The new OSC Whistleblower Program has prompted discussion about compliance and best practices. We answer some of the key questions on issuers’ minds.
In July 2016, the Ontario Securities Commission (the OSC) formally launched its Whistleblower Program, which seeks to encourage individuals and companies to report suspected violations of Ontario securities laws to the OSC. The Program is modeled after a similar program launched by the Securities and Exchange Commission in the United States in August 2011. The OSC is the first of the Canadian securities regulators to launch such a program.
Since the launch, many reporting issuers have had questions about the implications of the Program and what is required in order to comply with it. In this article, we review the key elements of the Program, its implications for reporting issuers and steps reporting issuers should take to comply with the terms of the Program.
Key Elements of the Whistleblower Program
- Financial incentives. A monetary incentive (up to $5 million, depending on the outcome) is available to eligible whistleblowers who provide the OSC with timely, credible and robust information that leads to an enforcement outcome. Whistleblowers who are complicit in violating Ontario securities law are eligible for an award, although any penalties paid by the culpable whistleblower will be netted against the award, and the OSC retains the right to bring enforcement proceedings.
- Submission of documentation to the OSC. OSC Staff may ask whistleblowers to provide them with relevant documents, unless those documents are not in the whistleblower’s possession or control. Failure to provide documents without “good reason” may disentitle the whistleblower to an award.
- Eligible whistleblowers. Generally, internal audit and compliance personnel, auditors, directors, officers and in-house counsel are ineligible to receive whistleblower awards. However, the Program contains certain exceptions, including where whistleblowing is necessary to prevent substantial injury to the entity or investors, the whistleblower believes the subject of the information is engaging in conduct that will impede an investigation, or 120 days have elapsed since the whistleblower received the information and either reported it internally or became aware that it had been reported internally.
- No retaliation against whistleblowers. Coincident with the launch of the Program, the Ontario Securities Act was amended to prevent retaliation against an employee who has, among other things:
- provided information relating to a potential breach of Ontario securities law to the employer, the OSC, a self-regulatory organization or other law enforcement agency; or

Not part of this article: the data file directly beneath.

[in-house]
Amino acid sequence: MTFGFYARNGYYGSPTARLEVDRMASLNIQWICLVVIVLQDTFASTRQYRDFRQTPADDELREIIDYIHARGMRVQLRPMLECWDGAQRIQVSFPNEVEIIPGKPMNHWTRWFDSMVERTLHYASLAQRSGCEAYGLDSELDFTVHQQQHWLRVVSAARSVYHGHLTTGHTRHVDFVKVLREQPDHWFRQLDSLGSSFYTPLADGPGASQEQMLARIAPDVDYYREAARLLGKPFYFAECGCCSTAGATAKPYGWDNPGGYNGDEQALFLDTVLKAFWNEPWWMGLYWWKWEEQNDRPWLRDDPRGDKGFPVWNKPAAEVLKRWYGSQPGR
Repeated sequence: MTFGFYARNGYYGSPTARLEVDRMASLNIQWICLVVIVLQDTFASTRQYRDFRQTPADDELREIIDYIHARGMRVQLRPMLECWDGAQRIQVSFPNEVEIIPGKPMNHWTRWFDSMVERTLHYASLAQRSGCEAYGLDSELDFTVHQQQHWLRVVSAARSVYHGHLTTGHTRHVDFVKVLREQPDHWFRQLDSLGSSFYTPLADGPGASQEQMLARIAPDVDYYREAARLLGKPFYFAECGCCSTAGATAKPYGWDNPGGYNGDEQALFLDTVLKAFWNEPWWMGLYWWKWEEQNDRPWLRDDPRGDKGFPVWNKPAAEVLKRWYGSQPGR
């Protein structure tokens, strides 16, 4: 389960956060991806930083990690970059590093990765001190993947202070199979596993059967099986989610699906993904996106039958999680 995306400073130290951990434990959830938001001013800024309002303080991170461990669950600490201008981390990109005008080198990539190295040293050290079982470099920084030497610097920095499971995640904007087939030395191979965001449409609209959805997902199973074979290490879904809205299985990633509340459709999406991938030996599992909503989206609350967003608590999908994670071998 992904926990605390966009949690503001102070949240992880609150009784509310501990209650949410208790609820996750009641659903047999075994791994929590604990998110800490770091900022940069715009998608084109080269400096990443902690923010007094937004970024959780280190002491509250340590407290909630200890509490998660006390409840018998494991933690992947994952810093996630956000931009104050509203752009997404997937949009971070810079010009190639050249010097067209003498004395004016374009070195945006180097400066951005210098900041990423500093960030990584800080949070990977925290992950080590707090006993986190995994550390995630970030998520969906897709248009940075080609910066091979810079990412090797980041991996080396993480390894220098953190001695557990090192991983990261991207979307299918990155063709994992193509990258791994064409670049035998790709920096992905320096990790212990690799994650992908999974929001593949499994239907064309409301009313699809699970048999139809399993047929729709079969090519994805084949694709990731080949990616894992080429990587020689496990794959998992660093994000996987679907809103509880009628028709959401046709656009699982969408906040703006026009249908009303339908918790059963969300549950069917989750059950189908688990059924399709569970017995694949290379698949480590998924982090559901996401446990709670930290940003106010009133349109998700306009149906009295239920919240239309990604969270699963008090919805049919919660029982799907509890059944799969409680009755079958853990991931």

- cooperated in an investigation or proceeding commenced by the OSC, a self-regulatory organization or other law enforcement agency relating to a potential breach of Ontario securities laws.
As of the end of September 2016, it was reported that the Program had already garnered more than 30 tips since its launch. It remains to be seen whether any or all of those tips will result in enforcement action. However, in describing the tips received by the Office of the Whistleblower, OSC Chair Maureen Jensen stated that “[s]ome of them are the kinds of tips that we really wanted – serious offences or serious potential offences in areas that we would never be able to find, such as misstatements in accounting and disclosure violations.”1
By contrast, in the first seven weeks of the SEC whistleblower program, the SEC received 334 whistleblower tips, the most common of which involved complaints of market manipulation, disclosure issues and offering fraud.2
Concerns and Practical Considerations
What internal policy changes are required in order to comply with the Program?
In light of the Program, reporting issuers should review their internal policies to ensure they do not conflict with the terms and goals of the Program. In particular:
- Confidentiality policies. The Ontario Securities Act now contains a section that voids any provision in a contract between employer and employee prohibiting disclosure of information to the OSC. As a result, any existing confidentiality policies should be clear that employees are prohibited from disclosing confidential information except as required or permitted by law. Similarly, any confidentiality agreements in employment agreements, severance agreements or otherwise should contain exceptions for the disclosure of information as required or permitted by law.
- Discipline Policies. Any existing discipline policies should be clear that employees will not be disciplined for exercising their rights under any provincial or federal statute, regulation or national instrument.